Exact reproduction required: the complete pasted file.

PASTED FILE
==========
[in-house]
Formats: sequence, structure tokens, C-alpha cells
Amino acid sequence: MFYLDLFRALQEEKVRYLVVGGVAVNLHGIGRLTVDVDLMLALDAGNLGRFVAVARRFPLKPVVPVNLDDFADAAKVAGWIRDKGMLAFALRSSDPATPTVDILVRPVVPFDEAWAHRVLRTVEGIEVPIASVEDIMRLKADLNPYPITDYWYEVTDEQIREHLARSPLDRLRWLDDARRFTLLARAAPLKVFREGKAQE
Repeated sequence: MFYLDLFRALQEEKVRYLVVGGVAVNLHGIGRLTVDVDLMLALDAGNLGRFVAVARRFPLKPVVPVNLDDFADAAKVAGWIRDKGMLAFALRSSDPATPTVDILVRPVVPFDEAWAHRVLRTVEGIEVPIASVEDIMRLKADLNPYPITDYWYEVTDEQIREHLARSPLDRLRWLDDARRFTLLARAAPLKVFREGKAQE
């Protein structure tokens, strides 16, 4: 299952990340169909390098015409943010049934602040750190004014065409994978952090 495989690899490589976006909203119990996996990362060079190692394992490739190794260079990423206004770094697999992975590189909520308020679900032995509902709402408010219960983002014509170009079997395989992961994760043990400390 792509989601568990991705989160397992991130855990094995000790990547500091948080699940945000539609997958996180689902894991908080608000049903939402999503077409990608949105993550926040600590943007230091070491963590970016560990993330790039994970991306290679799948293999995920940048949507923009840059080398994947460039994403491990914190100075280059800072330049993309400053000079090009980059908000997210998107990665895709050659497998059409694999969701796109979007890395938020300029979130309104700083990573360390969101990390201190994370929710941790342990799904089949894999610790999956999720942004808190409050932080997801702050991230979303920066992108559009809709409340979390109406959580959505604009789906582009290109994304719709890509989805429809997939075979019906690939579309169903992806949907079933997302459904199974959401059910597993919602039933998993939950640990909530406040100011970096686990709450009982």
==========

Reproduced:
[in-house]
Formats: sequence, structure tokens, C-alpha cells
Amino acid sequence: MFYLDLFRALQEEKVRYLVVGGVAVNLHGIGRLTVDVDLMLALDAGNLGRFVAVARRFPLKPVVPVNLDDFADAAKVAGWIRDKGMLAFALRSSDPATPTVDILVRPVVPFDEAWAHRVLRTVEGIEVPIASVEDIMRLKADLNPYPITDYWYEVTDEQIREHLARSPLDRLRWLDDARRFTLLARAAPLKVFREGKAQE
Repeated sequence: MFYLDLFRALQEEKVRYLVVGGVAVNLHGIGRLTVDVDLMLALDAGNLGRFVAVARRFPLKPVVPVNLDDFADAAKVAGWIRDKGMLAFALRSSDPATPTVDILVRPVVPFDEAWAHRVLRTVEGIEVPIASVEDIMRLKADLNPYPITDYWYEVTDEQIREHLARSPLDRLRWLDDARRFTLLARAAPLKVFREGKAQE
């Protein structure tokens, strides 16, 4: 299952990340169909390098015409943010049934602040750190004014065409994978952090 495989690899490589976006909203119990996996990362060079190692394992490739190794260079990423206004770094697999992975590189909520308020679900032995509902709402408010219960983002014509170009079997395989992961994760043990400390 792509989601568990991705989160397992991130855990094995000790990547500091948080699940945000539609997958996180689902894991908080608000049903939402999503077409990608949105993550926040600590943007230091070491963590970016560990993330790039994970991306290679799948293999995920940048949507923009840059080398994947460039994403491990914190100075280059800072330049993309400053000079090009980059908000997210998107990665895709050659497998059409694999969701796109979007890395938020300029979130309104700083990573360390969101990390201190994370929710941790342990799904089949894999610790999956999720942004808190409050932080997801702050991230979303920066992108559009809709409340979390109406959580959505604009789906582009290109994304719709890509989805429809997939075979019906690939579309169903992806949907079933997302459904199974959401059910597993919602039933998993939950640990909530406040100011970096686990709450009982």